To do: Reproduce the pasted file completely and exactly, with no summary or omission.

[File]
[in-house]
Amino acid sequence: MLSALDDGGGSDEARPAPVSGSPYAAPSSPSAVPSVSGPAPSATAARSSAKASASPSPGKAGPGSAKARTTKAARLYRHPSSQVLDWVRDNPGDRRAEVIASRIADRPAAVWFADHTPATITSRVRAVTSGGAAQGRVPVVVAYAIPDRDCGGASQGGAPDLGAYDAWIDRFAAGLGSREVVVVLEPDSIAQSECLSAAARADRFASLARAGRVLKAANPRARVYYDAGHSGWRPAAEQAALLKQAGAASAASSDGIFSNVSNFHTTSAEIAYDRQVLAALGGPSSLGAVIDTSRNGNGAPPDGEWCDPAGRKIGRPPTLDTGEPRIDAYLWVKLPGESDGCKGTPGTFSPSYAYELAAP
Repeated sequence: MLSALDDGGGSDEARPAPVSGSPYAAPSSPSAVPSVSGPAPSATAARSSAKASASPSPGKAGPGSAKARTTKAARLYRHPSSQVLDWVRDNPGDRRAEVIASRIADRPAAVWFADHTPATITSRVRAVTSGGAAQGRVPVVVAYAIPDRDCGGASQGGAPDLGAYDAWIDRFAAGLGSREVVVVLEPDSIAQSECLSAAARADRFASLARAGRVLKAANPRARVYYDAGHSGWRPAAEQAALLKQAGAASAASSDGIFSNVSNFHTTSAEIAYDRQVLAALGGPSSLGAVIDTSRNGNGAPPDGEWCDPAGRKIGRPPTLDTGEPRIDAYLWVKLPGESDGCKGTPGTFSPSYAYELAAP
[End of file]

[in-house]
Amino acid sequence: MLSALDDGGGSDEARPAPVSGSPYAAPSSPSAVPSVSGPAPSATAARSSAKASASPSPGKAGPGSAKARTTKAARLYRHPSSQVLDWVRDNPGDRRAEVIASRIADRPAAVWFADHTPATITSRVRAVTSGGAAQGRVPVVVAYAIPDRDCGGASQGGAPDLGAYDAWIDRFAAGLGSREVVVVLEPDSIAQSECLSAAARADRFASLARAGRVLKAANPRARVYYDAGHSGWRPAAEQAALLKQAGAASAASSDGIFSNVSNFHTTSAEIAYDRQVLAALGGPSSLGAVIDTSRNGNGAPPDGEWCDPAGRKIGRPPTLDTGEPRIDAYLWVKLPGESDGCKGTPGTFSPSYAYELAAP
Repeated sequence: MLSALDDGGGSDEARPAPVSGSPYAAPSSPSAVPSVSGPAPSATAARSSAKASASPSPGKAGPGSAKARTTKAARLYRHPSSQVLDWVRDNPGDRRAEVIASRIADRPAAVWFADHTPATITSRVRAVTSGGAAQGRVPVVVAYAIPDRDCGGASQGGAPDLGAYDAWIDRFAAGLGSREVVVVLEPDSIAQSECLSAAARADRFASLARAGRVLKAANPRARVYYDAGHSGWRPAAEQAALLKQAGAASAASSDGIFSNVSNFHTTSAEIAYDRQVLAALGGPSSLGAVIDTSRNGNGAPPDGEWCDPAGRKIGRPPTLDTGEPRIDAYLWVKLPGESDGCKGTPGTFSPSYAYELAAP